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Species / Cuphosolenus Tarrantensis

Cuphosolenus Tarrantensis

Stromboidea


Original Description of Aporrhais tarrantensis by Stanton, 1947

  • "Shell larger than Aporrhais nuecensis and of the same general form and robust habit, consisting of 8 or more whorls; apical angle 20 to 25; suture impressed; whorls of the spire regularly convex, each bearing about 20 small, strongly curved costae crossed by about 15 moderately coarse spiral lines; last whorl bearing a large subcarinate ridge considerably above the middle and passing out to the principal digitation of the outer lip, also commonly bearing a second less conspicuous ridge a little above the middle; on internal molds a broad, rather deep furrow extends parallel with the axis from the principal carina about halfway to the anterior end and marks the beginning of the expanded outer lip; posterior canal short, attached to the penultimate whorl and sometimes to thepreceding one; anterior canal relatively short and straight; full form of the palmately spreading outer lip not known, but probably very nearly like that of A. nuecensis Stanton; at least the broadly expanded portion is similar, and the anterior and posterior digitations have about the same relative positions; columella with a very heavy callus which is thickest just below the middle."
  • "This species is one of the most common fossils of the Fredericksburg group and is the most abundant representative of the Aporrhaidae in the Comanche series. Several hundred specimens in the Geological Survey and National Museum collections are provisionally referred to it, but they are nearly all more or less imperfect internal molds, not showing the full form of the outer lip, and many without anytraces of external sculpture. The most closely related Comanche forms are Aporrhais nuecensis and A. travisensis, from both of which it may be easily distinguished, if any of the sculpture is preserved, by its finer and more numerous costae and more prominent spiral lines; the form of the outer lip also is clearly different from that of A. travisensis."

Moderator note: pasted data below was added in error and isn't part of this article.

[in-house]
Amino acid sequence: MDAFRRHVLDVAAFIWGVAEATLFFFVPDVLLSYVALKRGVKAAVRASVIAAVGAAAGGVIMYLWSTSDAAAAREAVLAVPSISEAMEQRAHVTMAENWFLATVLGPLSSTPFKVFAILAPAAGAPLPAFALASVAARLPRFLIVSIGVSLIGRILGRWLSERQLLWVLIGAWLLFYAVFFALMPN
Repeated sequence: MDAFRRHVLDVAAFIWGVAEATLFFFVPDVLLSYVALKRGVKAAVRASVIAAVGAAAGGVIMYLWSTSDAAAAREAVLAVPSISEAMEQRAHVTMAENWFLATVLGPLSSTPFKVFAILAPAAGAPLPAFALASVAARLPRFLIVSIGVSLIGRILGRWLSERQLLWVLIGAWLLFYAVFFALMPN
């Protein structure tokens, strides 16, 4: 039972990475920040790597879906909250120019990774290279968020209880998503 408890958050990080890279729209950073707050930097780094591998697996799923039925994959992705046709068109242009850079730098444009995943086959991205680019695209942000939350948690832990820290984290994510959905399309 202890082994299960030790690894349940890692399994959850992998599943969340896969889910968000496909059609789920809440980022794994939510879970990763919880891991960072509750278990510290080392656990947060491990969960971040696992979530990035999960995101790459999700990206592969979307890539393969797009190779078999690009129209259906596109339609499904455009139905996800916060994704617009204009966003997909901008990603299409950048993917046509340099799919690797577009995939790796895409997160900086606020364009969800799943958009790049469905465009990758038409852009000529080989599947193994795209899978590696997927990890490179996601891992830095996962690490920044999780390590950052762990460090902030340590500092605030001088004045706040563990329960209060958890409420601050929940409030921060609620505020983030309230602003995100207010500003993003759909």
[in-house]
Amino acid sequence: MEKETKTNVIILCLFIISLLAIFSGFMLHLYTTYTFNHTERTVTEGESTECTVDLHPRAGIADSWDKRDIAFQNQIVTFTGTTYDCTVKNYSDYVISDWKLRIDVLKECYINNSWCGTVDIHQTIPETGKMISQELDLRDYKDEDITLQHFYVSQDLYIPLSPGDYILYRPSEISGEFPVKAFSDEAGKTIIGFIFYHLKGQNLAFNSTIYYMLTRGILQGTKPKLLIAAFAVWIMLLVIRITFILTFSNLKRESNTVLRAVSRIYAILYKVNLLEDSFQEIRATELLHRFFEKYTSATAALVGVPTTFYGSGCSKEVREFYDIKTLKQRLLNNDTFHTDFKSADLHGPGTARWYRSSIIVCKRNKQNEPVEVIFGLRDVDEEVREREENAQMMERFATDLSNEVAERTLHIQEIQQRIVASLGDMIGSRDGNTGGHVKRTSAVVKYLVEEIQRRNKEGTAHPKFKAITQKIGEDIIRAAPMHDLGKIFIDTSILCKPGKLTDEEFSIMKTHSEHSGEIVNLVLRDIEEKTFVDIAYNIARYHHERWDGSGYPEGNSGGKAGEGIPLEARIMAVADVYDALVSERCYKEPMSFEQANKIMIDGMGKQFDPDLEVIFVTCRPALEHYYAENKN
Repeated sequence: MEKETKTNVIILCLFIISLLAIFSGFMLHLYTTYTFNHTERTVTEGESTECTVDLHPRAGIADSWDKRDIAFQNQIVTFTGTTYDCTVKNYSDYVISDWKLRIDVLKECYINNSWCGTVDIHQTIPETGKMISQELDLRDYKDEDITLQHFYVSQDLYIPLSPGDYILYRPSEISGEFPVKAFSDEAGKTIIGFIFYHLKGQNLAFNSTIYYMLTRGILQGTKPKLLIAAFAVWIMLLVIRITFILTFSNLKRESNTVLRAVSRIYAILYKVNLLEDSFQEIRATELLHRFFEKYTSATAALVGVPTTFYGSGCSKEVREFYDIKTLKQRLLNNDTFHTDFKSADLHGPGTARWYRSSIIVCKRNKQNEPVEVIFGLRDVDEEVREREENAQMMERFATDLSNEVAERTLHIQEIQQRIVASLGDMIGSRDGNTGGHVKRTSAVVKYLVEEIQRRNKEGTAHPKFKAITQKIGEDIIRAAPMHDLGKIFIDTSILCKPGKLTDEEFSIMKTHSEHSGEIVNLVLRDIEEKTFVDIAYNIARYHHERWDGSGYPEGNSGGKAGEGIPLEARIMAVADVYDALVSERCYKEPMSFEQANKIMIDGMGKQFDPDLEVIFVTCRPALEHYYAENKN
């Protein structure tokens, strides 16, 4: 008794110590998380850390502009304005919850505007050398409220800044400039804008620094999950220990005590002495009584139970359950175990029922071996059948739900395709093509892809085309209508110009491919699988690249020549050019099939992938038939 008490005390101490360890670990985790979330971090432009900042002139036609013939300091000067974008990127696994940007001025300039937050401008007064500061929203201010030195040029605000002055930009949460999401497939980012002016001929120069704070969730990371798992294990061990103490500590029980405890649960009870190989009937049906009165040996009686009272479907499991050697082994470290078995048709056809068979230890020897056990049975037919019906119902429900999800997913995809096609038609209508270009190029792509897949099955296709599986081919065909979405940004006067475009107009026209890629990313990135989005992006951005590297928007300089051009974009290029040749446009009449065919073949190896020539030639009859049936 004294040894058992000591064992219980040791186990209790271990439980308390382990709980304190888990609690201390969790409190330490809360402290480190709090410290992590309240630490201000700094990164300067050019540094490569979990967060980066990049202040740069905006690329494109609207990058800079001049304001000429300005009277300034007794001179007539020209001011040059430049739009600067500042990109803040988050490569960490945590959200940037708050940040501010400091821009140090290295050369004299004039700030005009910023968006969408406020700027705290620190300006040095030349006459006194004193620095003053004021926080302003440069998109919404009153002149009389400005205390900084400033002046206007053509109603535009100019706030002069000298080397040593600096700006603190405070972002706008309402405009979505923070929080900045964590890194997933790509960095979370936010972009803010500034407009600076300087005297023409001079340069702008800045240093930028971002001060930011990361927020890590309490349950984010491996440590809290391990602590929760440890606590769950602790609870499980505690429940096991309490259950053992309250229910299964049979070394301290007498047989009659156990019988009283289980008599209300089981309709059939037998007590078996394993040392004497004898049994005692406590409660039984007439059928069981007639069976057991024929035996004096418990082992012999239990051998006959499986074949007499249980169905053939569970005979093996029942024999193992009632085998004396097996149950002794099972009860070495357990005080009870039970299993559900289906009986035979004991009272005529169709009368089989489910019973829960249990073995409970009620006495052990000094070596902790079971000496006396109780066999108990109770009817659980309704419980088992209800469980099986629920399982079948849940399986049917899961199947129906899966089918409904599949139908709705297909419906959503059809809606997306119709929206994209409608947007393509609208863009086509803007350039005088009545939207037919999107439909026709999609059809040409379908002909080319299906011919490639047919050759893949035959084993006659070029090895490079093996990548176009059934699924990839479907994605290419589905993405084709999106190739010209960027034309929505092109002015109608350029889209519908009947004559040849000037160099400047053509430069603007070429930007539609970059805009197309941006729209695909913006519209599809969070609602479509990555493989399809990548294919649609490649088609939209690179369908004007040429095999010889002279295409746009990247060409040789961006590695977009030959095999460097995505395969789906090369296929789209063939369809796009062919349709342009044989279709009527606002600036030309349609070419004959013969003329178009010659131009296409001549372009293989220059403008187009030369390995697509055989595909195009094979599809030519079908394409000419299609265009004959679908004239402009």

Comment by Stanton: This species is one of the most common fossils of the Fredericksburg group and is the most abundant representative of the Aporrhaidae in the Comanche series. Several hundred specimens in the Geological Survey and National Museum collections are provisionally referred to it, but they arenearly all more or less imperfect internal molds, noe showing the full form of the outer lip,and many without anytraces of external sculpture. The most closely related Comanche forms are Aporrhais nuecensis and A. travisensis, from both of wich it may be easily distinguished, if any of the sculpture is preserved, by its finer and more numerous costae and more prominent spiral lines; the form of the outer lip also is clearly different from thaht of A. travisensis.

Locus typicus: The Goodland limestone near Marshall's farm about 10 miles northwest of Denison in Grayson County (type locality); Comanche Peak limestone, and probably also the Walnut formation, 8 or 10 miles west of Fort Worth near Benbrook in Tarrant County; Comanche Peak limestone at Comanche Peak in Travis County, Seven Knobs in Somerwell County, Chalk Mountain in Erath County, near Fredericksburg in Gillespie County, at numerous localities near Austin in Travis County, and in the Fredericksburg group near El Paso, Texas; Fort Worth limestone at Fort Worth in Tarrant County, and near Bartons Springs in the neighborhood of Austin, Travis County; Washita group near Kent in Culberson County, Texas. Thus it seems to range through the Fredericksburg group into the Washita.

Stratum typicum: Albian, Cretaceous

Types: Holotype, U.S.N.M. 77583; paratypes, 77584, 77585.

Dimensions: The best preserved of the types, a specimen of about average size, imperfect at both extremities, measures 61mm in height, and 25mm in maximum breadth exclusive of the expanded wing; with the apex and beak, restored the height would be about 72mm.


Specimens from private collections

Cuphosolenus tarrantensis; Lower Cretaceous; Comanche Peak Limestone, Lower Albian, Texas, USA; 64,5 mm; Coll. Philippe Simonet


References


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